An Extra Bit – Written October 2000

Why is it that no matter what the weatherman says the conditions are going to be, it always blows a gale and pours with rain when I go fishing? Take today for instance. It was supposed to be bright and warm, so I dressed accordingly. I am now sitting in my van watching birds fly backwards trying to make headway into a howling wind. About an hour ago I had a take, the first bleep of the buzzer coincided with a cloudburst, so I got soaked by an eighteen pound common that looked as pleased as I felt.
John Carver (of Redmire fame) is sitting in his car in the next swim; he hasn’t had to get wet yet! The weather is so awful that if I do get another take I’ll pretend to be dozing and see if he reels it in for me, hopefully it won’t be too big.

I’ve been through a couple of old magazines, they’ve been left in the van by someone, and both of them have articles extolling the virtues of stalking. Both writers have gone through all the old bollocks of not sitting behind lifeless buzzers etc. Well, if their buzzers are lifeless it’s because they are doing it wrong!!

If they wish to advocate that the concept of creeping around the lake and casting to fish they see is more productive than fishing behind a set of rods cast to different ranges from a chosen swim, why do we seldom see any pictures of decent fish accompanying these articles?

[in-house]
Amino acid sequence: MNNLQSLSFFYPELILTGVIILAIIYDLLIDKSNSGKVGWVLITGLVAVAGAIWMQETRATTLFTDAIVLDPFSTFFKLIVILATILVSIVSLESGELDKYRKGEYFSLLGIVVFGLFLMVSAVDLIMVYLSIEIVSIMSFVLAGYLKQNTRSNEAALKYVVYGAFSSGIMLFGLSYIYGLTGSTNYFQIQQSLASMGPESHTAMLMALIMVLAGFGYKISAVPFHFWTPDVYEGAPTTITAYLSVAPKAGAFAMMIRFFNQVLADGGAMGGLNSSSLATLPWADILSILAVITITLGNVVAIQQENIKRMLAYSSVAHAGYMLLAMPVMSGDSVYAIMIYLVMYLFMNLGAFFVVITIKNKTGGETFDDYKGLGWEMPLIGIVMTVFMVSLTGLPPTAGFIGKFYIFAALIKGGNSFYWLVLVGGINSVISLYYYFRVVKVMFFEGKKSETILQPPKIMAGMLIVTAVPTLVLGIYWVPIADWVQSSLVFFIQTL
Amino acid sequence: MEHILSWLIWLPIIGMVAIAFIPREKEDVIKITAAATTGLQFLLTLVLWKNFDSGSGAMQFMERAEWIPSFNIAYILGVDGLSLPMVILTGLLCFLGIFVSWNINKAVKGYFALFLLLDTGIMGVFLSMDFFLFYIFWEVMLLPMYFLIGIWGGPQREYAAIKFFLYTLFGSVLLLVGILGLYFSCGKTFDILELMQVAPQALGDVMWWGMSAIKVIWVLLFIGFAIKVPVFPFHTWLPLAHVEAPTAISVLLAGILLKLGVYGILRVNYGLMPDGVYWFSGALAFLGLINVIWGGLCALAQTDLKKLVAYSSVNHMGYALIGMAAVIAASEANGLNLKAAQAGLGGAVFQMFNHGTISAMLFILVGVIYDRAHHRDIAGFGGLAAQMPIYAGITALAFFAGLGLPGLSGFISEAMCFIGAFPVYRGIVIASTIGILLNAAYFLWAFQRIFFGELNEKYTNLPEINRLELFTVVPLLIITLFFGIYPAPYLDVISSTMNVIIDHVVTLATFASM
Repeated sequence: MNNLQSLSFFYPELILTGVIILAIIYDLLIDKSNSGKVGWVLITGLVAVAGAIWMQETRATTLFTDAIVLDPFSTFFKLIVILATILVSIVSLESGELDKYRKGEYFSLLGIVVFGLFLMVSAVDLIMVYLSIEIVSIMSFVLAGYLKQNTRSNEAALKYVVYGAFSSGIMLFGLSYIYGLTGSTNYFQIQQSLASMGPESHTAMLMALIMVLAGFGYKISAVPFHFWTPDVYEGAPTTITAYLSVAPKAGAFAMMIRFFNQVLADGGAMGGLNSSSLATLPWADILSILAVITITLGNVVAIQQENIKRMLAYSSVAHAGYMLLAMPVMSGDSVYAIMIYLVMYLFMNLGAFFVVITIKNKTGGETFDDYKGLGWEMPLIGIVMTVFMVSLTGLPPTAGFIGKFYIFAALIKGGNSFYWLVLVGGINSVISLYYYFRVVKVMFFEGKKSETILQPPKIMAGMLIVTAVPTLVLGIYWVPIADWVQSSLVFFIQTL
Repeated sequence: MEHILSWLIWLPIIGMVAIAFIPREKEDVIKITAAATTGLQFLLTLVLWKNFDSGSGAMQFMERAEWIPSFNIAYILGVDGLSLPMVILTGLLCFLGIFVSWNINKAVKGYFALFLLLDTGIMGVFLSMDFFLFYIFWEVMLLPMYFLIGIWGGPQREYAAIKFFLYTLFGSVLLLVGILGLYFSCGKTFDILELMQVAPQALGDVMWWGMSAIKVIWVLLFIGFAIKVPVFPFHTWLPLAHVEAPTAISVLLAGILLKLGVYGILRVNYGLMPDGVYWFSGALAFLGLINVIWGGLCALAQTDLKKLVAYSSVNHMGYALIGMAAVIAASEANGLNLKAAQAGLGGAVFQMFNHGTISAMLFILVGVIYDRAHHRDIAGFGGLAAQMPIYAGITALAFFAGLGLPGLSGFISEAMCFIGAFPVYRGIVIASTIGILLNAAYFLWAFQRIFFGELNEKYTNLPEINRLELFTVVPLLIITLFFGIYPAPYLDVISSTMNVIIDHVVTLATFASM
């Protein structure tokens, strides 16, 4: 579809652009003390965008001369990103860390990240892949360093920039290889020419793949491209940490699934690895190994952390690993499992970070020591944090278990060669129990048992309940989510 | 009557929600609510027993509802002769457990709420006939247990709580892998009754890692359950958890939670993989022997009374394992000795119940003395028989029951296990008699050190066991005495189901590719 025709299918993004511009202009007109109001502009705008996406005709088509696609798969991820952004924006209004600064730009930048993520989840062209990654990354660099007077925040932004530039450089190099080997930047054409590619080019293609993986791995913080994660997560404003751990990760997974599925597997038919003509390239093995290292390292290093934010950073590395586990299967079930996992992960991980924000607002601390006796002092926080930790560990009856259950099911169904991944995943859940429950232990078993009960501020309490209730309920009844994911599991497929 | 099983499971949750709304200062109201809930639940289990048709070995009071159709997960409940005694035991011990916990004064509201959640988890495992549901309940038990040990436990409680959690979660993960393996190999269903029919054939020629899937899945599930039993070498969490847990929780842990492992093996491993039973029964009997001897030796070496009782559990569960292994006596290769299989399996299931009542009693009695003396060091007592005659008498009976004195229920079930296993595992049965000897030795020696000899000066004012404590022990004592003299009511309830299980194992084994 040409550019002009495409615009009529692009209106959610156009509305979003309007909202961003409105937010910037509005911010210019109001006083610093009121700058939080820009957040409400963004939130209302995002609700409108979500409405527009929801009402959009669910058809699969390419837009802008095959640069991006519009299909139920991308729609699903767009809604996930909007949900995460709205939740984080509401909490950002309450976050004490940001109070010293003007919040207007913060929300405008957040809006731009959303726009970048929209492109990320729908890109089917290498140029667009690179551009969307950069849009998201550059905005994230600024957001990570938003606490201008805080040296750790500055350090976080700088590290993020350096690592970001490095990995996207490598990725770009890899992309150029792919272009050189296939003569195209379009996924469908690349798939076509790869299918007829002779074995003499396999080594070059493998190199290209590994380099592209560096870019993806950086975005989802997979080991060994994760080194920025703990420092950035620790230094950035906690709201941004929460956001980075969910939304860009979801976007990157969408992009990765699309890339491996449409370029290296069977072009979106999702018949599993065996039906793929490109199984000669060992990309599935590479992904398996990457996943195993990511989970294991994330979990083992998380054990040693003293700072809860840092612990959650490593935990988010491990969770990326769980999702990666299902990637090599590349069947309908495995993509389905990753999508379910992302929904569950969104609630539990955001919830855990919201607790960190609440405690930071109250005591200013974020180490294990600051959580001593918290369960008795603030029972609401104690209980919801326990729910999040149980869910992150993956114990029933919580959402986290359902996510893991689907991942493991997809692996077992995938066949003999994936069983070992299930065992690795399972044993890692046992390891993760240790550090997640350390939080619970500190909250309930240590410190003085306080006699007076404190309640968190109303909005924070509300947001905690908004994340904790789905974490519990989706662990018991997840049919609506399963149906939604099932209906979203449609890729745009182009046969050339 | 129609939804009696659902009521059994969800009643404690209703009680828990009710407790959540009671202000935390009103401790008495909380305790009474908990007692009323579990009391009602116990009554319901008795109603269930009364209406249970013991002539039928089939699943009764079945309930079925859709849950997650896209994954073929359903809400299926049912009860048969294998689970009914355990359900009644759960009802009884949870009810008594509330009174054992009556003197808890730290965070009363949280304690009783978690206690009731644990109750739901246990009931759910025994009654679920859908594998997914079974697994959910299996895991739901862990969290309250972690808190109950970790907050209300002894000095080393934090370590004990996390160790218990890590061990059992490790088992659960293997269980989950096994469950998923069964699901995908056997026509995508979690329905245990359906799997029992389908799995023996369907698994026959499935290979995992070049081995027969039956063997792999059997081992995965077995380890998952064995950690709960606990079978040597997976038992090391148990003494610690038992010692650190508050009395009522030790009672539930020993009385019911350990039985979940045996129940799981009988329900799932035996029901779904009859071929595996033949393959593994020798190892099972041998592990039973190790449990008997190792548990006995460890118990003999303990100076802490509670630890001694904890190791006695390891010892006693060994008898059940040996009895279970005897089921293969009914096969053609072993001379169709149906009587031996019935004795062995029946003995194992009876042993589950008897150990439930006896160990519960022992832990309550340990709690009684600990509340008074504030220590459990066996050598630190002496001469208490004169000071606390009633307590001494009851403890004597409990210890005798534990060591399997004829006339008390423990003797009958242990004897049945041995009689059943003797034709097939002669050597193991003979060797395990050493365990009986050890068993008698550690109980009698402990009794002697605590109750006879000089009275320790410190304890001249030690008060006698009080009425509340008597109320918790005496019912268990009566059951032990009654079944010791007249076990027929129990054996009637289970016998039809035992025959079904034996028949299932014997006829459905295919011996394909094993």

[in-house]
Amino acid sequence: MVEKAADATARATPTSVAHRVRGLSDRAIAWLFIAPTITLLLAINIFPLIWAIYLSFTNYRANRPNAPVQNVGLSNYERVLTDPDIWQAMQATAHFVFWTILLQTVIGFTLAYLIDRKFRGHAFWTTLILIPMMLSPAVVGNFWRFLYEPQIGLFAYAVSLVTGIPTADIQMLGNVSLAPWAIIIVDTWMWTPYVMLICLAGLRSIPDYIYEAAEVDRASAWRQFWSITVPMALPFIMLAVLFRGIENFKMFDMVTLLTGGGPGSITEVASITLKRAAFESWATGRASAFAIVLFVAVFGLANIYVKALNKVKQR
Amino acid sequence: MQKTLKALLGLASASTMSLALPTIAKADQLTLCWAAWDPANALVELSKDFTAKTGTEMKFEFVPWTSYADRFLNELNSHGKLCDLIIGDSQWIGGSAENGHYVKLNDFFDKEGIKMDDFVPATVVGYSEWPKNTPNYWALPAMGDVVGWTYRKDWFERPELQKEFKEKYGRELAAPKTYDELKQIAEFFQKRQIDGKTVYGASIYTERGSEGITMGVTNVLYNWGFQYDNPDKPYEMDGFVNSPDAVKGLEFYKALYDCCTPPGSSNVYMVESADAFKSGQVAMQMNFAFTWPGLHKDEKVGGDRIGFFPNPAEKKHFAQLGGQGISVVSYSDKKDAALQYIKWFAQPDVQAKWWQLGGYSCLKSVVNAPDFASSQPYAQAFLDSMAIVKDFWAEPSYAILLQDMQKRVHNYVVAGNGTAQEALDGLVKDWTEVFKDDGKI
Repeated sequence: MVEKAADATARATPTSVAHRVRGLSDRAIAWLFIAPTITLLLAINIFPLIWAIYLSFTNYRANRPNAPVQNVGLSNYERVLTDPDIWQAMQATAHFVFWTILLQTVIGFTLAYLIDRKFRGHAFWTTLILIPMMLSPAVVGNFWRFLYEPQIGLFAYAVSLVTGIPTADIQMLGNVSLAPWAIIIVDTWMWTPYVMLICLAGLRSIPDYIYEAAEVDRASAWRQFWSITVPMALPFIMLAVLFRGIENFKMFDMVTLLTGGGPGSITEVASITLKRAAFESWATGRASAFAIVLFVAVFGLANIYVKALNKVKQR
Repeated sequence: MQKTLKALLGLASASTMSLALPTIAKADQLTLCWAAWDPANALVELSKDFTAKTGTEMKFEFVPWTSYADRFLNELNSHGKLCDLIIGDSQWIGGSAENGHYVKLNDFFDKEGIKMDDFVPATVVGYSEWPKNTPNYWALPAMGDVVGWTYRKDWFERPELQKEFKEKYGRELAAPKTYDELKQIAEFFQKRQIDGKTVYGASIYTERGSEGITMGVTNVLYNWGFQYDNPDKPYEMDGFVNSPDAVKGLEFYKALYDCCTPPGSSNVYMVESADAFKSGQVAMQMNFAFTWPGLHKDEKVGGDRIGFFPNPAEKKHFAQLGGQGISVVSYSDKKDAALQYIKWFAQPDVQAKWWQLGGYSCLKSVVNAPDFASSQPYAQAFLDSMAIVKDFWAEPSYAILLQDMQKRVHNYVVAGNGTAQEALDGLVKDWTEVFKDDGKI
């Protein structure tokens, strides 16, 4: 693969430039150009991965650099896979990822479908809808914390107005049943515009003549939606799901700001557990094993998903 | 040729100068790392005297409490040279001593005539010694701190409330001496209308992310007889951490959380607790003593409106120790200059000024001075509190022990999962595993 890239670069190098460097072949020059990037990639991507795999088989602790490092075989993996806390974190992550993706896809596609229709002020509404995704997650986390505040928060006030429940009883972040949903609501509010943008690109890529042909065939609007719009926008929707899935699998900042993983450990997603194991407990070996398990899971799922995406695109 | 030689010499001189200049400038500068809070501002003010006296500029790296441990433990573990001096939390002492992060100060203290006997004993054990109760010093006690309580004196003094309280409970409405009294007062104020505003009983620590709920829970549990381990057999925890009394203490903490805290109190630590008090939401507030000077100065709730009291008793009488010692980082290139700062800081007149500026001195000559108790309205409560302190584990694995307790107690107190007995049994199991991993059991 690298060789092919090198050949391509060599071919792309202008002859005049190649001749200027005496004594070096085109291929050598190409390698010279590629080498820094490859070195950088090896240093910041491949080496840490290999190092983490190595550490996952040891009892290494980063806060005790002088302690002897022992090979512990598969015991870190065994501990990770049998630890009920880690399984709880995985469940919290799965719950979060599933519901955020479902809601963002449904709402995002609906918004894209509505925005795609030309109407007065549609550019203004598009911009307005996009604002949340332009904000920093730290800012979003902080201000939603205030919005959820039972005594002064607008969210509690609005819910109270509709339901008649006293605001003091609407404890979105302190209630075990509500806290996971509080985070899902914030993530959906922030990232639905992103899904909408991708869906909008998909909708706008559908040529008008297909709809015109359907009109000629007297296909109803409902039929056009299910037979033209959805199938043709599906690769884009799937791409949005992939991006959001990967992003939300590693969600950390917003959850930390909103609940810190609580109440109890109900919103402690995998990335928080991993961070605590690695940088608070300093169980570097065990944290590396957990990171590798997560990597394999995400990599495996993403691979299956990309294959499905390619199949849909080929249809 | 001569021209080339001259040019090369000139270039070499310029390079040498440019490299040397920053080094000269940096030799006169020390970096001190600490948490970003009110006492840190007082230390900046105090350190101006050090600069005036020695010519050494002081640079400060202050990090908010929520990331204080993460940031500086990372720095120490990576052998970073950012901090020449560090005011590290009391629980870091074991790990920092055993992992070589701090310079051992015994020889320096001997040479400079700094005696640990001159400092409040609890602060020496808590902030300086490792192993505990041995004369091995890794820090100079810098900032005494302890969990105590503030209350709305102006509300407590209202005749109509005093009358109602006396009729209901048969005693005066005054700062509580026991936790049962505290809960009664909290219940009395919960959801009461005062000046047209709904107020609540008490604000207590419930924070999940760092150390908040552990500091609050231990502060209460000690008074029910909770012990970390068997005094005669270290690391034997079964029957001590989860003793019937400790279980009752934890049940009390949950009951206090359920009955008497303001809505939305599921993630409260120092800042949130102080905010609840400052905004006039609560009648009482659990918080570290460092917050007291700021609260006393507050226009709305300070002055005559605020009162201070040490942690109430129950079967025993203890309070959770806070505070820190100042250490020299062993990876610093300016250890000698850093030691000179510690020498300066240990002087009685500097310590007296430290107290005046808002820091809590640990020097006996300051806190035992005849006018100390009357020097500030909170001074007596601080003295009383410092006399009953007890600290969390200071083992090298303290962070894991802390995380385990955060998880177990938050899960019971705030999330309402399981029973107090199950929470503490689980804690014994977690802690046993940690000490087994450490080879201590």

One of the writers even suggests that a low double caught stalking was a more exhilarating experience than catching a fat thirty by more sedentary methods. Has he ever seen a thirty? Let alone caught one? I very much doubt it.

I do in fact occasionally go for a morning or afternoon’s stalking myself, but if I have more time available I’ll usually set up in a swim and fish two or three rods. If I think some fish are going to be in close I can cast one rod along the margins. If I think most of the fish are going to be in close I can cast another rod along the margin on the other side of the swim. Both of those baits would be cast far enough along the margin to prevent my presence disturbing any fish that came in to feed. When stalking it is very hard not to disturb some fish, they normally see you long before you find them, and once they know you are there they very quickly disappear.